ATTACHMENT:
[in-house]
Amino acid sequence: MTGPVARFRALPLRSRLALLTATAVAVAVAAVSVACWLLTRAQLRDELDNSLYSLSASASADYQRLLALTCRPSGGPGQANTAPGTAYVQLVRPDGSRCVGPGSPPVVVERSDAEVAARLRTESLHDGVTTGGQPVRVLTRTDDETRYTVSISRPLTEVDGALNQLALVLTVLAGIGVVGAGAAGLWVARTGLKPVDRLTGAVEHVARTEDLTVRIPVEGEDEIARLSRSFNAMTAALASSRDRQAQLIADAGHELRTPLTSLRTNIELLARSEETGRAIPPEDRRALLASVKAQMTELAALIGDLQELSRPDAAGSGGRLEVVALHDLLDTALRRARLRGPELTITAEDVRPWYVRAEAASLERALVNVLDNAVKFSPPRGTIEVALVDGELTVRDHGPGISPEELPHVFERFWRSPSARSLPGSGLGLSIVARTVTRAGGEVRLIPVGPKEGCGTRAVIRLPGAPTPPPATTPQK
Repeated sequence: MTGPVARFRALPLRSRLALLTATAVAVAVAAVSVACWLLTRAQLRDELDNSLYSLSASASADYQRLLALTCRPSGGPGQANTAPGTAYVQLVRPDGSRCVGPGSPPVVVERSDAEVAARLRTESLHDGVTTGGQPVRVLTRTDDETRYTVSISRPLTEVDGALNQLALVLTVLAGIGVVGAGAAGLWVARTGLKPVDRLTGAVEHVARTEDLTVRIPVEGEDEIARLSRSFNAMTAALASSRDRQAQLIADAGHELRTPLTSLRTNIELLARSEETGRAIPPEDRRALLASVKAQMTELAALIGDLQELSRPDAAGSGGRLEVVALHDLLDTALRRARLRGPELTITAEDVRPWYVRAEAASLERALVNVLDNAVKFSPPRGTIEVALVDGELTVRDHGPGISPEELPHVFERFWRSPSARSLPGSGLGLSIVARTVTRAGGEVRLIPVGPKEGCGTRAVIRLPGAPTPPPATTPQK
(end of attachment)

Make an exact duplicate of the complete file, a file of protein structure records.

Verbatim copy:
[in-house]
Amino acid sequence: MTGPVARFRALPLRSRLALLTATAVAVAVAAVSVACWLLTRAQLRDELDNSLYSLSASASADYQRLLALTCRPSGGPGQANTAPGTAYVQLVRPDGSRCVGPGSPPVVVERSDAEVAARLRTESLHDGVTTGGQPVRVLTRTDDETRYTVSISRPLTEVDGALNQLALVLTVLAGIGVVGAGAAGLWVARTGLKPVDRLTGAVEHVARTEDLTVRIPVEGEDEIARLSRSFNAMTAALASSRDRQAQLIADAGHELRTPLTSLRTNIELLARSEETGRAIPPEDRRALLASVKAQMTELAALIGDLQELSRPDAAGSGGRLEVVALHDLLDTALRRARLRGPELTITAEDVRPWYVRAEAASLERALVNVLDNAVKFSPPRGTIEVALVDGELTVRDHGPGISPEELPHVFERFWRSPSARSLPGSGLGLSIVARTVTRAGGEVRLIPVGPKEGCGTRAVIRLPGAPTPPPATTPQK
Repeated sequence: MTGPVARFRALPLRSRLALLTATAVAVAVAAVSVACWLLTRAQLRDELDNSLYSLSASASADYQRLLALTCRPSGGPGQANTAPGTAYVQLVRPDGSRCVGPGSPPVVVERSDAEVAARLRTESLHDGVTTGGQPVRVLTRTDDETRYTVSISRPLTEVDGALNQLALVLTVLAGIGVVGAGAAGLWVARTGLKPVDRLTGAVEHVARTEDLTVRIPVEGEDEIARLSRSFNAMTAALASSRDRQAQLIADAGHELRTPLTSLRTNIELLARSEETGRAIPPEDRRALLASVKAQMTELAALIGDLQELSRPDAAGSGGRLEVVALHDLLDTALRRARLRGPELTITAEDVRPWYVRAEAASLERALVNVLDNAVKFSPPRGTIEVALVDGELTVRDHGPGISPEELPHVFERFWRSPSARSLPGSGLGLSIVARTVTRAGGEVRLIPVGPKEGCGTRAVIRLPGAPTPPPATTPQK